Can Sweet Wine’s U.S. Image Be Rehabilitated?

Winemaker Pauline Lhote tasting Chandon Blanc / Photo courtesy Chandon Winery

“It’s not sweet, right?”

Sommeliers are asked the question at least once a day, says Zaitouna Kusto, sommelier at Esters Wine Shop & Bar in Santa Monica, California. “These well-meaning people aren’t wrong about their tastes, of course, but they are potentially misguided by a number of sociological factors they may not even realize.”

American sweet wines have long had a poor reputation. In stark contrast to the grand sweet wine traditions of Europe, like Sauternes, Tokaji and Italian passito, U.S. bottlings are often lumped together with poorly made, sugar-laden sweet offerings sipped by those thought not to know “real wine.”

“Over the years, the perception [of sweet wine] in the United States was not the best…a lot of people associated it with unsophisticated wine,” says Pauline Lhote, winemaker at Chandon in Napa Valley. “But there are so many examples, whether in Europe or the U.S., showing that’s not the case at all.”

A new crop of winemakers, particularly in previously overlooked areas like the Midwest, are earning appreciation and reversing negative stereotypes with high-quality, easy-drinking sweet wines that deserve a spot on your table.

Split image of Chandon bottle and grapes being harvested
Harvesting Chardonnay grapes for Chandon / Photo courtesy Chandon Winery

How Sweet Wine Is Changing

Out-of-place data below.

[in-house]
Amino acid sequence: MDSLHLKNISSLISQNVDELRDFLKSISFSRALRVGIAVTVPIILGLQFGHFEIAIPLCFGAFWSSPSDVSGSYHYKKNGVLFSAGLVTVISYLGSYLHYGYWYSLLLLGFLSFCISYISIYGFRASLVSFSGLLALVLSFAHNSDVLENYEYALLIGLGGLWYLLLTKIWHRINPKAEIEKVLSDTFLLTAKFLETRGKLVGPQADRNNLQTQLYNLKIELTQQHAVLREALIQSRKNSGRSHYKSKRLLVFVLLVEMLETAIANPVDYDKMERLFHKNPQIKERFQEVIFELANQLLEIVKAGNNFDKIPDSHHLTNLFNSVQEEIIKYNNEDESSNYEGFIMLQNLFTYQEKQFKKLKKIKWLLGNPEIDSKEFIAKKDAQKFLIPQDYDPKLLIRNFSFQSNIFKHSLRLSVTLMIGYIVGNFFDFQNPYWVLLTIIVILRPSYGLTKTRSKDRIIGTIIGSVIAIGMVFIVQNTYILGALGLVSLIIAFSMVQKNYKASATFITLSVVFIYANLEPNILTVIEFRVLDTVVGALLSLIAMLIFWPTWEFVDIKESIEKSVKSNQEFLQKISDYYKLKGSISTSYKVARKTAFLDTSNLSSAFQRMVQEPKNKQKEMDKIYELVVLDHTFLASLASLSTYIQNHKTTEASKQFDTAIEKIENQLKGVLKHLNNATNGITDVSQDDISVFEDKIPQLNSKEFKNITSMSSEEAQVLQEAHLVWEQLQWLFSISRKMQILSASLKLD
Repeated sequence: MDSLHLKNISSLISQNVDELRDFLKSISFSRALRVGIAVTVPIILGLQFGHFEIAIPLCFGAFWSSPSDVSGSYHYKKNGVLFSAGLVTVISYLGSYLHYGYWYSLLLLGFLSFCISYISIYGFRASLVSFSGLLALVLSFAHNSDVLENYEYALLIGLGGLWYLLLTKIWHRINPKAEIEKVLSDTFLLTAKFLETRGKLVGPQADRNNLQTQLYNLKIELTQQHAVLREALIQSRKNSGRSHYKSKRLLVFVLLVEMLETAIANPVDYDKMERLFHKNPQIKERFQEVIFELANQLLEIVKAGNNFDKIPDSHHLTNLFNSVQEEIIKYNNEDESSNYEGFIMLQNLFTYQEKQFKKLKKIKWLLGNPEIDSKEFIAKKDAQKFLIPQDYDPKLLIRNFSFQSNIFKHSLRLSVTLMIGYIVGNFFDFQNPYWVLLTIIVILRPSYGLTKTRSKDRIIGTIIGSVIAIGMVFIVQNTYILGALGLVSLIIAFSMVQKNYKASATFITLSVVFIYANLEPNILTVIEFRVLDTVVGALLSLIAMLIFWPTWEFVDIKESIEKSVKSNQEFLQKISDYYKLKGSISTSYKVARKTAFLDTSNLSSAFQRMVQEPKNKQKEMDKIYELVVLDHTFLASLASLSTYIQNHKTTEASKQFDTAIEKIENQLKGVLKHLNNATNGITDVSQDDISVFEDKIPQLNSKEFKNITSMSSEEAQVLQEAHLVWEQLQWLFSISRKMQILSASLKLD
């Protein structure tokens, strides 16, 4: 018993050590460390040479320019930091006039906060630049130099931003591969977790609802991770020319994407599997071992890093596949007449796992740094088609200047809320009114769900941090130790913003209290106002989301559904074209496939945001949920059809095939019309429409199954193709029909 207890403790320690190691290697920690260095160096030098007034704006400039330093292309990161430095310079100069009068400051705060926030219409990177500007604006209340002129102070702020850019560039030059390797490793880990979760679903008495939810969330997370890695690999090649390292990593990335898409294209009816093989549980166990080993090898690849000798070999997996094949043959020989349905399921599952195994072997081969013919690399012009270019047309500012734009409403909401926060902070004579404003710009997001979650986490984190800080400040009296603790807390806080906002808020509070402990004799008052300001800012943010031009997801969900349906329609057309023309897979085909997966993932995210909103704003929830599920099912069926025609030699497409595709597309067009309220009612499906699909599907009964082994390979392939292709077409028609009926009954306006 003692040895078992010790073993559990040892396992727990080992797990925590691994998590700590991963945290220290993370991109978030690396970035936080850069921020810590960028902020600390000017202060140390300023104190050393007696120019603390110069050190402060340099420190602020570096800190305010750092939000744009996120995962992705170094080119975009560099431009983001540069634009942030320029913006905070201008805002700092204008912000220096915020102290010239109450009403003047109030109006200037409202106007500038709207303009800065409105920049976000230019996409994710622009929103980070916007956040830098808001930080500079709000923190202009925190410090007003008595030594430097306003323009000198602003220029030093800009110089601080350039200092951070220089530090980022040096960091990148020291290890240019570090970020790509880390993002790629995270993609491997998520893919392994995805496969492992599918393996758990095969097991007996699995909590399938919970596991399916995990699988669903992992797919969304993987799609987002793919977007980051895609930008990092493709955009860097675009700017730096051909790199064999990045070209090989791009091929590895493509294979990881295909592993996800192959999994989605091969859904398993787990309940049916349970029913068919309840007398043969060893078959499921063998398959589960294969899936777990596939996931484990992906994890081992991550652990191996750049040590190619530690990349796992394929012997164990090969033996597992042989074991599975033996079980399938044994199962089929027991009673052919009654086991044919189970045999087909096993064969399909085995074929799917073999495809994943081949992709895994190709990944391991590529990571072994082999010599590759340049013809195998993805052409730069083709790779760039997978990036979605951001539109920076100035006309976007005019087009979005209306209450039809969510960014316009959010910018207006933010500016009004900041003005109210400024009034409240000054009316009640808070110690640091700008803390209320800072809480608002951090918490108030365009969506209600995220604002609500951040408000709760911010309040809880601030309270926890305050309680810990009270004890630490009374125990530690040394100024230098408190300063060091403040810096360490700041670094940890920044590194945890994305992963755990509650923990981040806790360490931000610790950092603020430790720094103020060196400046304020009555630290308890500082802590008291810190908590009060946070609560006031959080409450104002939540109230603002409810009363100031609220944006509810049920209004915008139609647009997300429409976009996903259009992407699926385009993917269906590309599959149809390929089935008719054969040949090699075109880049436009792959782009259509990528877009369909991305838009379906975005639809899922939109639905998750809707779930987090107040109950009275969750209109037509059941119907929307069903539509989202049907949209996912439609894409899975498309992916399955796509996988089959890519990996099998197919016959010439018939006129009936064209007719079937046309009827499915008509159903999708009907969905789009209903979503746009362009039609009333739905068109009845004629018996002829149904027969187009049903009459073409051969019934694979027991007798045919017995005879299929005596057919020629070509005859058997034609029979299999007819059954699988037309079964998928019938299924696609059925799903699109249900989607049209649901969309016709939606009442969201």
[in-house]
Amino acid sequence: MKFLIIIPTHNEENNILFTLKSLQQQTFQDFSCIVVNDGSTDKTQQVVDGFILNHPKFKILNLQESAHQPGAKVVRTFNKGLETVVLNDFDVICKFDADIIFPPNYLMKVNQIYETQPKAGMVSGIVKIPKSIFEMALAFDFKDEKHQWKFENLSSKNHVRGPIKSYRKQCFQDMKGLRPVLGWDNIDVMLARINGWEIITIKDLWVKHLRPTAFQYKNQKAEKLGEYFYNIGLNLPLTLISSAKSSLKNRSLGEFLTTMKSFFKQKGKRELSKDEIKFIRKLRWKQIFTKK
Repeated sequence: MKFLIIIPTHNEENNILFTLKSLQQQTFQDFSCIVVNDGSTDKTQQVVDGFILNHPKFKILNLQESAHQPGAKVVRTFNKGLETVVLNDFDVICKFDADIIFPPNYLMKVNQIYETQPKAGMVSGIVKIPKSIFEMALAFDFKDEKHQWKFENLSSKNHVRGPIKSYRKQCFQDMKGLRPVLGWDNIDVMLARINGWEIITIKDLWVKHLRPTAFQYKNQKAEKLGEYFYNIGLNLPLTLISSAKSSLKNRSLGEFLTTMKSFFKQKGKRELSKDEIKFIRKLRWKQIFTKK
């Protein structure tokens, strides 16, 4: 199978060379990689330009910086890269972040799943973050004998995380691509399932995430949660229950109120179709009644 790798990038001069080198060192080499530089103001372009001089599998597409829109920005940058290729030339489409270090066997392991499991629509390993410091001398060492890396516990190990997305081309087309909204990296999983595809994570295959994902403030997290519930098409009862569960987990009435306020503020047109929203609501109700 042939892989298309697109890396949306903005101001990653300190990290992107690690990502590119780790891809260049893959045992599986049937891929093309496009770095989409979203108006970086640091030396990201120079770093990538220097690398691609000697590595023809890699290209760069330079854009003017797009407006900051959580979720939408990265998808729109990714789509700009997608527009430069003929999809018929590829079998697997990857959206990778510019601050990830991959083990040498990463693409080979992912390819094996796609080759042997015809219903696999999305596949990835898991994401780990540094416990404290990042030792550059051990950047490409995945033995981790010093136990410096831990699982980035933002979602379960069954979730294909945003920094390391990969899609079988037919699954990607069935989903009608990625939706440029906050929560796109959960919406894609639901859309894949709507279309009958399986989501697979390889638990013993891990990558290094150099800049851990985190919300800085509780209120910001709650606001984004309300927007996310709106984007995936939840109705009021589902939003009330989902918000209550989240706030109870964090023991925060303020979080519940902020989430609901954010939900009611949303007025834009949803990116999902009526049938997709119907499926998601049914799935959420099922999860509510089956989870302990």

The numbers tell a big part of this comeback story. Sweet wine is now a $1 billion industry in the U.S., according to Nielsen. It makes up about 13% of total wine sales and grew 8% in 2019.

The pandemic spurred an increase of more than 22% in overall wine sales, and sweet wine sales rose a whopping 40.1%, according to data from NielsenIQ and IRI’s National Consumer Panel.

Sweet wines can often be an entry point for new wine drinkers. One in three new wine consumers start with these bottlings, according to the National Consumer Panel. But that doesn’t mean more experienced wine lovers should shun sweet.

“The biggest misperception I’ve seen is dismissing wines that have sweetness as not being a quality wine,” says Dennis Dunham, director of winemaking at Oliver Winery & Vineyards in Bloomington, Indiana. He says that sweetness is just another attribute of wine, like acidity, tannins or body.

Dennis Dunham, director of winemaking at Oliver Winery & Vineyards / Photo by Ann Schertz
Dennis Dunham, director of winemaking at Oliver Winery & Vineyards / Photo by Ann Schertz

“There’s a notion in the industry that folks ought to progress from sweet to dry,” says Dunham. “We think you should drink what you enjoy.”

One reason for sweet wine’s bad rap has to do with how they were often made.

“Sweetness is a kind of cloaking, and no serious wine person will deny that it has historically been used to disguise unqualified dry wine,” says Scott Carney, master sommelier and dean of wine studies at Institute of Culinary Education in New York City. He says it requires real skill to make high-quality sweet wine.

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What Makes Good Sweet Wine

A good sweet wine, like all good wines, starts in the vineyard with quality grapes. “It’s like cooking, the ingredients are very important,” says Lhote.

Palmaz Vineyards in Napa Valley has made sweet wines since 2003. At first, the producer sourced Muscat grapes for its Florencia Muscat from independent growers, but started to raise its own in 2009.

“It’s not that Muscat grapes were necessarily hard to grow, they just weren’t in high demand,” says Tina Mitchell, Palmaz winemaker. Transitioning to estate-grown grapes for Muscat enabled Palmaz to have greater control over sweetness. It also allowed them to harvest when fruit had the desired flavors, in their case, orange blossom, mango and papaya.